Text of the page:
There are varying degrees of irony in the title of Liam Neeson’s latest thriller, Memory. Watching the film, the viewer is bound to overcome with a sense of familiarity. For me, that’s because I recently watched Neeson’s Blacklight, which hit most of the same bullet points. Even if you skipped Blacklight, which is likely the case based on the box office returns, Memory is sure to trigger Déjà vu if you’ve seen anything between Taken and The Ice Road in Neeson’s filmography. Despite the repetition, Memory has an intriguing hook that seems like it might differentiate the film from other Neeson thrillers.
“I’m getting too old for this s**t” is a phrase that will forever belong to Danny Glover, but it’d sound just as fitting coming out of Neeson’s mouth. For somebody pushing 70, Neeson has proven that he can still be intimidating, charismatic, and badass. While his signature grit is on full display in Memory, this is arguably the first film to acknowledge that Neeson might be outgrowing this archetype. The film opens with Neeson’s Alex pulling off an assassination with expert precision. The only hiccup comes when Alex gets back into his car and forgets where his keys are. Although Alex quickly finds them, a lapse in memory can easily spell his ultimate demise.
The idea has echoes of Memento as Alex gets caught between the FBI and Mexican intelligence in a plot laced with death, trafficking, and political corruption. Speaking of Memento, the film stars Guy Pearce as Vincent, an FBI agent on his trail. Herein lies the film’s problem. Memento put us in Pearce’s character’s shoes, keeping us guessing who he could trust. Memory constantly shifts between Alex and Vincent. Although only Liam is on the poster, Pearce is practically a co-lead. While Pearce gives a reliably solid performance, we’re not given enough time with Neeson to fully experience what he’s going through.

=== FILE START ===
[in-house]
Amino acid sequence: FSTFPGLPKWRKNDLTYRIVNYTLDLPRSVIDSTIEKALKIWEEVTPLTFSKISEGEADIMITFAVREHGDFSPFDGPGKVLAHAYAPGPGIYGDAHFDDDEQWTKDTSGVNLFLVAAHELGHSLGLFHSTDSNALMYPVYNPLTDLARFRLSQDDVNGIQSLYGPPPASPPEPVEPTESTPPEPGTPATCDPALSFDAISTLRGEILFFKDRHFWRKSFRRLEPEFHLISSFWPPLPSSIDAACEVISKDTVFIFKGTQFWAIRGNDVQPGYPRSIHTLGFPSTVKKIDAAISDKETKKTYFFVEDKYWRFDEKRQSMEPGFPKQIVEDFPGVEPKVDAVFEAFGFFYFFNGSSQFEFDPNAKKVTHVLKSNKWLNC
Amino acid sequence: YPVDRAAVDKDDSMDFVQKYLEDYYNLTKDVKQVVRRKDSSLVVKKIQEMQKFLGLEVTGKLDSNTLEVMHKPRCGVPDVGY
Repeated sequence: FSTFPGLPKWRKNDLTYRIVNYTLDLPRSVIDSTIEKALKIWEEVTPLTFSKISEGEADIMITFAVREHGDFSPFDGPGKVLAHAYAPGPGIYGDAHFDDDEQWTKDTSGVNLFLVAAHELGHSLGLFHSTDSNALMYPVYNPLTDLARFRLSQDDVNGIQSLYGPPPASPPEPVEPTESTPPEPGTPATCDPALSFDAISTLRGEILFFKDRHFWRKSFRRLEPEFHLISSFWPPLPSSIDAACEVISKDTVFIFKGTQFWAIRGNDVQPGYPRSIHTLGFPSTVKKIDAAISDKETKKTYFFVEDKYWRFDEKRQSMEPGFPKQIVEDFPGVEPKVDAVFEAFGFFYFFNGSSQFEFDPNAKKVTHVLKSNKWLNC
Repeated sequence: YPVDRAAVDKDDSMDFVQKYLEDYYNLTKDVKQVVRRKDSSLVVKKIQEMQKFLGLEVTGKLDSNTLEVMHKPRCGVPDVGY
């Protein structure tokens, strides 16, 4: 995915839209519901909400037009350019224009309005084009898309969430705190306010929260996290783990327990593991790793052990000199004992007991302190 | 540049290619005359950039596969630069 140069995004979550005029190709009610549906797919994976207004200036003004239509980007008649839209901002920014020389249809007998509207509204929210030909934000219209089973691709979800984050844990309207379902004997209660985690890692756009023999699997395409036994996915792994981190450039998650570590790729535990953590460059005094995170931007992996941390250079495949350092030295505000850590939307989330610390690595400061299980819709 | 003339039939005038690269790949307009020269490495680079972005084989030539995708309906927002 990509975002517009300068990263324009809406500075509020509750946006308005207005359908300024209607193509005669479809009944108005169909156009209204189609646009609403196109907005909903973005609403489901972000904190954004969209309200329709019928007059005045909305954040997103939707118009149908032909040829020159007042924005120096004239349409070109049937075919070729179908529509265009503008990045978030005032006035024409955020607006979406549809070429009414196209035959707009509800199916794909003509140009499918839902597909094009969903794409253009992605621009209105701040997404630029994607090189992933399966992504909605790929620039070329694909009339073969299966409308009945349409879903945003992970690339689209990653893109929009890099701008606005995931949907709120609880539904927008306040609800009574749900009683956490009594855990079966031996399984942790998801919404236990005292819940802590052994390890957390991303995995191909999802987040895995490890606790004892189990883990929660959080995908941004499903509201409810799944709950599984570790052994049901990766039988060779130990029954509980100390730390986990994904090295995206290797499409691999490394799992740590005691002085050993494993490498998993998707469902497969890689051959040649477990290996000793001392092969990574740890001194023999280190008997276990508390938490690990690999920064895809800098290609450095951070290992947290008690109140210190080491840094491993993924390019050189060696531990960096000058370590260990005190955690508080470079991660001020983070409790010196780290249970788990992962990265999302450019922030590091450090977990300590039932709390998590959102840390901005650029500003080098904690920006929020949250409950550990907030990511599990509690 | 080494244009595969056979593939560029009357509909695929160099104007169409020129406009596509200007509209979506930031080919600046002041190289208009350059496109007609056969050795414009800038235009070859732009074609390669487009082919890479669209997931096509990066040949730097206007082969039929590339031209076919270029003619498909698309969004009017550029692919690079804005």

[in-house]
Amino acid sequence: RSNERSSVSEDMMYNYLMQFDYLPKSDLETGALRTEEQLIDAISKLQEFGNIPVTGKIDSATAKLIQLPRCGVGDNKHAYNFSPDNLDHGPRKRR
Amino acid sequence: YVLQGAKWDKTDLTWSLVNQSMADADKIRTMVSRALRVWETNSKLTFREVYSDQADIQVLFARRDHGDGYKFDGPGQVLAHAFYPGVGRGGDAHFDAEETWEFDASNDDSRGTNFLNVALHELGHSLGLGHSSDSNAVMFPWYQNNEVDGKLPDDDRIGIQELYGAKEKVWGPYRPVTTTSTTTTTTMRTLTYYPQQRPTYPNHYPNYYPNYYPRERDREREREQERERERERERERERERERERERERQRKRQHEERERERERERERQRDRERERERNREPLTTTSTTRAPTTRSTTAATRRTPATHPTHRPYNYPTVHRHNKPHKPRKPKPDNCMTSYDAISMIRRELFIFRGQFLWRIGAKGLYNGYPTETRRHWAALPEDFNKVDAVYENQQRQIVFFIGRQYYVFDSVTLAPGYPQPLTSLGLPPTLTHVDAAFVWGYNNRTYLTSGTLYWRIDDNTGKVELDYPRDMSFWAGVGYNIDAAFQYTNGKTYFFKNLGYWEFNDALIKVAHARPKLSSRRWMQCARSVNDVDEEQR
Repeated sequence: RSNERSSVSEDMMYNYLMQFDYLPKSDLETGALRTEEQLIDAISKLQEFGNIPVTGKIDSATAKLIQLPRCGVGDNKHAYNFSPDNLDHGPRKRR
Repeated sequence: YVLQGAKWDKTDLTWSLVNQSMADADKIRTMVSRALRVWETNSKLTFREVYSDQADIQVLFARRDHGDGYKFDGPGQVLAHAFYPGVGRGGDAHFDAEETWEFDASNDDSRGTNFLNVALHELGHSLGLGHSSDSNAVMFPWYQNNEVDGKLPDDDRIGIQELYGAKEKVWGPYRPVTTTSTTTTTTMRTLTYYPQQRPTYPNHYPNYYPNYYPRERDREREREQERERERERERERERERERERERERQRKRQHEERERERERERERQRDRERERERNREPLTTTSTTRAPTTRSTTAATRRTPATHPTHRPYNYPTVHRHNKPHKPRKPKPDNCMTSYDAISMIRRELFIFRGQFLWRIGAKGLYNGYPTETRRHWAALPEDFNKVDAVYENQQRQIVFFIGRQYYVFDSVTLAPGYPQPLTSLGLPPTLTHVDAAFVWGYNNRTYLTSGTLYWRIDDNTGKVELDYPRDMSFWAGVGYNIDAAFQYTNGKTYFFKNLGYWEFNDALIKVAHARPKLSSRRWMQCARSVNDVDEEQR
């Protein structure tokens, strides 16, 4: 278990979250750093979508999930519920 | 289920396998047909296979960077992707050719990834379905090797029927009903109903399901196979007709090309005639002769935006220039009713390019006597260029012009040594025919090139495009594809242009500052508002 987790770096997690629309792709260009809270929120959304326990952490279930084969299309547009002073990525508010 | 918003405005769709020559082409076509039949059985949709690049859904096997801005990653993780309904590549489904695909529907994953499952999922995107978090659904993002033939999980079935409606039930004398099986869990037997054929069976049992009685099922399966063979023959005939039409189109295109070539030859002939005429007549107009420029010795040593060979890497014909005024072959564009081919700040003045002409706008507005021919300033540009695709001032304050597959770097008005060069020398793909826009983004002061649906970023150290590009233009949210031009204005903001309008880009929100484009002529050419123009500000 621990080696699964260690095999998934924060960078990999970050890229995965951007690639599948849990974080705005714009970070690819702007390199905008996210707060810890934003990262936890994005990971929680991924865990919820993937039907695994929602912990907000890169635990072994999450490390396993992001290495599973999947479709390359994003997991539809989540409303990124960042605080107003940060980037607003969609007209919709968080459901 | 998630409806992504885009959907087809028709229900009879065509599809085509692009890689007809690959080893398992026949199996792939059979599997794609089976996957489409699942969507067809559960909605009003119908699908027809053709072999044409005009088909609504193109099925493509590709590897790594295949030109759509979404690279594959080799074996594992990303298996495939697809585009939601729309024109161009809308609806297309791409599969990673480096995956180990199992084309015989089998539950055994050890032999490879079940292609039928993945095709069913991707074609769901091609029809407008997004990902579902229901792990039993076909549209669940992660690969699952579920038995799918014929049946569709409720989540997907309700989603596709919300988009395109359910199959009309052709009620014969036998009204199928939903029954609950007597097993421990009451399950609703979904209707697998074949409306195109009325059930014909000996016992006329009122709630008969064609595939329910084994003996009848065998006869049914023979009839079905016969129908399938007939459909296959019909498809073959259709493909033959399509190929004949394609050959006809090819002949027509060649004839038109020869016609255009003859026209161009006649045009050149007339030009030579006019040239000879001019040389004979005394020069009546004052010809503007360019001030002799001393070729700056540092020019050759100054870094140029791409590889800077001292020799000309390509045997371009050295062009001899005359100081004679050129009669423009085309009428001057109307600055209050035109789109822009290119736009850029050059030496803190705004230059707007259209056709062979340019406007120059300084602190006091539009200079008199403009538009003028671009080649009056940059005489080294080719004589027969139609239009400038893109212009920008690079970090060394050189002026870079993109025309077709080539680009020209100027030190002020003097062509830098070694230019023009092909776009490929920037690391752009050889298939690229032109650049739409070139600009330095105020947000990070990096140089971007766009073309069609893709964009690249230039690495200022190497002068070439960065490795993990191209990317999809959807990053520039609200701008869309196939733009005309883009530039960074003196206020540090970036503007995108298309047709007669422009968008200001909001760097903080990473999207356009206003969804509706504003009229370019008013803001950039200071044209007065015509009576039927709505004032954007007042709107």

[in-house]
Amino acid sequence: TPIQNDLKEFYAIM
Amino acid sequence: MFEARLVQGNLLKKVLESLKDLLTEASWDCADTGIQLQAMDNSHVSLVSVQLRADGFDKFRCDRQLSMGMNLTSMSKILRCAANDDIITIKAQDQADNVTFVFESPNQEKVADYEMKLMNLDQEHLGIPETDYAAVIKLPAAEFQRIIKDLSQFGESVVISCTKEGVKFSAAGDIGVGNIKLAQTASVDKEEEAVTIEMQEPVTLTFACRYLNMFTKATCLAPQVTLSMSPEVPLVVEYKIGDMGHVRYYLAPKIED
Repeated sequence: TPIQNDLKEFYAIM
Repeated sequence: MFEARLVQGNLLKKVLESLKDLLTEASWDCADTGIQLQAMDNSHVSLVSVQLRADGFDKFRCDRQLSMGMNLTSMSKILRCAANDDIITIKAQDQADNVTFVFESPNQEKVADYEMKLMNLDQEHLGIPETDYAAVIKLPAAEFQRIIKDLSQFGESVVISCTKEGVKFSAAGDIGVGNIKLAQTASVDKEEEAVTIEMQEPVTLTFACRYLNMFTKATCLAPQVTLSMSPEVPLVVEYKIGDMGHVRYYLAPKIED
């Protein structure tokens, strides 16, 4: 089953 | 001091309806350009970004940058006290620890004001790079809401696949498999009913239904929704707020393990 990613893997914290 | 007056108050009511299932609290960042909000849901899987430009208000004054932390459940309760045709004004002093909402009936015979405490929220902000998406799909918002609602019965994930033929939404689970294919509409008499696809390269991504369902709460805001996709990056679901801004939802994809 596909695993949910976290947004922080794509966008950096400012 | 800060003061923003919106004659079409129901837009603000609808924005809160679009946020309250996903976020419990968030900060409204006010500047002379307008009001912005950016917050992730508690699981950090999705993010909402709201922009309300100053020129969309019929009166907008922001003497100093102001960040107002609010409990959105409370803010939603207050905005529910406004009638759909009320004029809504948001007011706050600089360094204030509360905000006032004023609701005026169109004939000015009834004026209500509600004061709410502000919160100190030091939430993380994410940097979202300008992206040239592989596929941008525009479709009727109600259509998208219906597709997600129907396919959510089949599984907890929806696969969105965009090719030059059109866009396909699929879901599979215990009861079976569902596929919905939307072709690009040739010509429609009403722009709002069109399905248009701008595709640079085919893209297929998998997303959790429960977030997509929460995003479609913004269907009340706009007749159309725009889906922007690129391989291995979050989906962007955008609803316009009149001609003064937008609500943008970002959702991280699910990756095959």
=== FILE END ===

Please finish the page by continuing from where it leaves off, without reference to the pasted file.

Memory thus feels like two different movies. One is a straight forward version of Memento and the other is just a straight forward crime thriller. The ultimate irony is that none of it is especially memorable. Some movies you watch and slowly forget about over time. With Memory, I’m honestly struggling to remember what happened only a few days after watching it. Maybe my memory just isn’t what it used to be, but the more likely explanation is that I’ve seen so many Neeson thrillers that they’re all blending together. I might be more forgiving if Memory was just another Neeson thriller, but there was real promise with this setup.
The talent involved also suggested that Memory might be above average. Director Martin Campbell has breathed new life into franchises like James Bond and Zorro, but he feels like a director for hire here. It’s directed competently, but Campbell adds nothing new to the formula. In addition to Neeson and Pearce, the cast includes commendable performances from Monica Bellucci, Ray Stevenson, and newcomer Taj Atwal. Unfortunately, they’re saddled with a script that takes few chances, although opportunity was staring the screenwriters in the face. It’s hard to get mad at a movie you’ll forget about right after watching, but it’s still 104 minutes you can’t get back.